Tips for Translating Your CV/Résumé into English

One of the most exciting and rewarding ways to use your English skills is to get a job working in English. If you’re looking to work in an English-speaking role or country, you’ll need an English CV or résumé in order to apply. When translating your résumé from your native language to English, there are a few important things to keep in mind.


Reformat the résumé

In certain countries, it might be normal to include personal information and a photo of yourself so the hiring managers can get an idea of who you are.

However, in the many English-speaking countries, it’s actually illegal for companies to ask for this, and you should leave personal information and photos out of your translation. Companies aren’t allowed to ask these things because it might be perceived as a way of discriminating. This way, they are sure to pick candidates based only on their experience and qualifications.

Do include your name, email, phone and address

But never include your date of birth, marital status, photo or nationality!

*You are by no means required to list this. The most relevant information is whether you have the right to work in the country where you are applying. If this is not obvious, it is probably best to mention in the cover letter.


boy smiling
There are many great online resources that will show you exactly how to format your CV or résumé




Take time with the language

Once you’re hired, your employer probably won’t mind if you make a few grammar mistakes if English is not your first language. Your résumé and cover letter, however, represent you before you’ve even met the hiring manager. It’s important to make a good first impression and make sure you’re happy with the quality of the English!


1. Pay attention to small details

Prepositions and other small details take some time to master but are very important in order to sound natural. Here are some common ones that might be useful for job applications:


  • Responsible for: I was responsible for ensuring invoices were sent on time.
  • In charge of: I was in charge of our company’s blog.
  • Experience in: I have a lot of experience in data analysis.
  • Proficient in: I am proficient in Microsoft Office.
  • Comfortable with: I am comfortable with customer service.
  • Interested in: I am interested in the open Sales position.
  • Graduated from: I graduated from Harvard University.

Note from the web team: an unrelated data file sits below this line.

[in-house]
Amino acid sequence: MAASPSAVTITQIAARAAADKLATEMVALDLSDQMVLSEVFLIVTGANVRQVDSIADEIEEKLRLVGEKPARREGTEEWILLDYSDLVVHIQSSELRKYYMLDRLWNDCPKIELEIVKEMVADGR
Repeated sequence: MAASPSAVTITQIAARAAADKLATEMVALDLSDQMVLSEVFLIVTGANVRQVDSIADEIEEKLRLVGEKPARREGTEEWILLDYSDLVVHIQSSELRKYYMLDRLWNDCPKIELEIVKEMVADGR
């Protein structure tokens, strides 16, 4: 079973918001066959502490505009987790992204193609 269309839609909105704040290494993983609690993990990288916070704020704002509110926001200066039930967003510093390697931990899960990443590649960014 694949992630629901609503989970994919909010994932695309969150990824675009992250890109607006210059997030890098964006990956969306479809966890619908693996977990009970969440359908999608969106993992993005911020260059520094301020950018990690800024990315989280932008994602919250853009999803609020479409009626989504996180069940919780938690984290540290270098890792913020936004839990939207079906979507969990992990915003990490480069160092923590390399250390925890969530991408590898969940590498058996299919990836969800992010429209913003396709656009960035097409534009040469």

• Graduated with: I graduated with Honors and with a 4.0 GPA.
  • In my résumé: As you can see in my résumé, I have a lot of experience.
  • Passionate about: I’m very passionate about social work


woman reading
Always proofread two or three times, just to be sure you don't make any mistakes



2. Use the job posting for clues

The job posting itself is a great tool to help with the basics, and you can even look at descriptions of other similar jobs for more help. In these job descriptions, you’ll see a lot of the skills that the employer is looking for. Don’t copy word for word, but use this description as a guide for the sorts of words used in the industry and how they work in a sentence.


3. Get help from others

There will probably be more technical words that you’d like to include than are mentioned in the posting. Taking the time to learn business-specific English is a great way to help familiarize yourself with the words and to ensure you feel comfortable writing the résumé.

It’s also a great idea to ask friends or teachers to take a second look, and be sure to check your work again after a day or two to spot any errors you might have missed the first time around. If you have more questions, many dictionaries and websites have online forums that are a great resource to get help from native speakers.

two women happy
A second pair of eyes can sometimes catch mistakes you didn't notice


Writing a résumé for a job can be intimidating, but it’s also a very exciting opportunity to show off your skills! Have any more questions about CVs and résumés in English? Ask us in the comment section below.


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